I weighed both the Stromer ST2 stem (269 grams) and the StaFast stem (362 grams. The difference is negligible as the 93-gram difference turns out to be about 3.3 ounces. Typical front suspension forks weigh about 1500-2000 grams.
This is the front side of a step-by-step installation card with clear photos and well-written instructions.
The installation was performed by Zack Black, a seasoned bike mechanic at Bike Station Aptos, California and a Stromer Authorized dealer.
To make installation easier, we removed the front wheel of the bike prior to installation. We also removed the handlebars and the custom mounted Super Nova light.
Removal of the Stromer ST2 stem, while not difficult, required a little time to fish the compression shims (4) typically used on a carbon fork out of the stem. We simply rotated the bike upside down on the work stand and used a small rod with a hook at the end to nudge them out of the stem.
The StaFast stem can be adjusted 25 degrees to accommodate different rider preferences and is shipped with this adjustment set to the max (25 degrees).
The StaFast stem works with standard 1-1/8th steering tube diameters and the Stromer ST2 has, thankfully, a standard steering tube diameter. The StaFast Stem requires the use of spacers to create 1-1/2 to 1-5/8 inches from the top of the spacer to the top of the steering tube. Luckily the existing Stromer ST2 space was just perfect so we did not have to find or fiddle with additional spacers.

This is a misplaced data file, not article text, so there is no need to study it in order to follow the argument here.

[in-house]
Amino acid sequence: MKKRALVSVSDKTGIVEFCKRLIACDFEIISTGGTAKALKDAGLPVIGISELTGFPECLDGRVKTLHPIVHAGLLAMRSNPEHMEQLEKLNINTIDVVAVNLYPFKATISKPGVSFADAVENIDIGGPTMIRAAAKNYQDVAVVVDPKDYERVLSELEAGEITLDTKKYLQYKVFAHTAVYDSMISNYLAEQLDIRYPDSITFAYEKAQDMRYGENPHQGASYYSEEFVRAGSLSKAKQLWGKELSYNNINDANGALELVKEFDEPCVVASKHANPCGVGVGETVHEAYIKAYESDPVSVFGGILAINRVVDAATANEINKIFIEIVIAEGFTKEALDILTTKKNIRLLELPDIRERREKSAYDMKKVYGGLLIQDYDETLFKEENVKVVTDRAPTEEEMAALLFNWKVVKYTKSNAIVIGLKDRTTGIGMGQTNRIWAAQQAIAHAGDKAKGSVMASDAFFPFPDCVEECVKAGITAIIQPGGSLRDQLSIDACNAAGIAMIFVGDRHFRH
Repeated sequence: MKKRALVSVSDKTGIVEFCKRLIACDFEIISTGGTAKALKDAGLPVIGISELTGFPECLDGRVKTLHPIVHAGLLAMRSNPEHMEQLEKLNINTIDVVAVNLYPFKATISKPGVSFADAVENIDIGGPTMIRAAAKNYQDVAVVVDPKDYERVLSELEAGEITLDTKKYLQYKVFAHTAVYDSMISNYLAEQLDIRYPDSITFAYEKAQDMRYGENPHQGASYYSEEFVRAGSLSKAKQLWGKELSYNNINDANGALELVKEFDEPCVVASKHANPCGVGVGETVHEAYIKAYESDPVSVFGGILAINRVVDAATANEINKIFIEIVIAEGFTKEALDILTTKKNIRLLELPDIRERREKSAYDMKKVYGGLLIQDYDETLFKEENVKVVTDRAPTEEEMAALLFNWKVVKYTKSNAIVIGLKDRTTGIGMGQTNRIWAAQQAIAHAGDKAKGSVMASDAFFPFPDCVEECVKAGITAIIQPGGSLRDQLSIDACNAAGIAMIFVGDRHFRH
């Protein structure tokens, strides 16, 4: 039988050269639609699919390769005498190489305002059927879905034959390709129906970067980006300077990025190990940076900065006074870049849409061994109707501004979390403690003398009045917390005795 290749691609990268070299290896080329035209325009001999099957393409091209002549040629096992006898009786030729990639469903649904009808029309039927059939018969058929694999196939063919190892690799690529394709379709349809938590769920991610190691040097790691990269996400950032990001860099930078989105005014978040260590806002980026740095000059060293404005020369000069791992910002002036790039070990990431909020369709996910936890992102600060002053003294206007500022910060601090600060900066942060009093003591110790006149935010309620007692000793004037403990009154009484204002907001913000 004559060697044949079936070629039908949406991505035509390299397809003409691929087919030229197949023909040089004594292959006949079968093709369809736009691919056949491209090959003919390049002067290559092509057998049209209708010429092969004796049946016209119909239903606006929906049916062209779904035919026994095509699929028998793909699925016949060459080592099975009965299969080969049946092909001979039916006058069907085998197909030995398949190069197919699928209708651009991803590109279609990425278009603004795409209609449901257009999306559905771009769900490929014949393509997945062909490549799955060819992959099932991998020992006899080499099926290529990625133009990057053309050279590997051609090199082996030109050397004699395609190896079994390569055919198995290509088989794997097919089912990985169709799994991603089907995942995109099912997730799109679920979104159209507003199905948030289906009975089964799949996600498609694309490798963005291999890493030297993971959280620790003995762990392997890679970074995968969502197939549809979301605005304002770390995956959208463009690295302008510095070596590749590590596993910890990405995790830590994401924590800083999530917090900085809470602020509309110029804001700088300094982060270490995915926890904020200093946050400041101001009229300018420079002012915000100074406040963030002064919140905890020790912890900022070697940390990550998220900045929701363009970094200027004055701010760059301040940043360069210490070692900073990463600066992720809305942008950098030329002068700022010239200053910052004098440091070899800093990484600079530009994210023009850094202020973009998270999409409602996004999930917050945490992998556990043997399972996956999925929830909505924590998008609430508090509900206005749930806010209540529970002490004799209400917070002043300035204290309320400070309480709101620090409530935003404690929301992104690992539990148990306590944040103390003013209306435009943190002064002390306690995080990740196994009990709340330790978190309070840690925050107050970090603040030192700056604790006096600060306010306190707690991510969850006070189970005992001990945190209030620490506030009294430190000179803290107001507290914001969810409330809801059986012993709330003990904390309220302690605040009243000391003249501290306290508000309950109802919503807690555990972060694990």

Give the quality of construction and the tight tolerances on the StaFast stem; it requires a delicate yet firm push to properly seat the stem. We did notice that the StaFast stem scraped the carbon fiber steering tube but there was no damage and the scrapes are covered up completely by the StaFast stem.
One installation challenge was that the Stromer ST2 compression plug was too big and had to be replaced with a Profile Design Adjustable Plug that is designed for carbon steering tubes. This is about a $15.00 part (online) and most bike shops should have this plug in stock or can get it easily. We then had to use the supplied “D” shaped washer and 6mm bolt. Please be sure to tighten everything to spec and then grab your brakes and stomp on the front end to make sure that the stem and front fork are tight and nothing moves.
The Stromer handlebar clamps have an indentation on the underside to accommodate the SuperNova light. Unfortunately we could not tighten the StaFast handlebar clamp to the specified torque with the SuperNova light in place so we created a temporary handlebar mount for the light. SuperNova makes a very nice handlebar mount so we ordered one. I will post more photos of the StaFast stem with the properly mounted SuperNova light shortly.
The stock cabling on the Stromer ST2 presented no problems and did not require rerouting or replacement. However, you should move your handlebar to the extremes to check that no cables are unduly tensioned.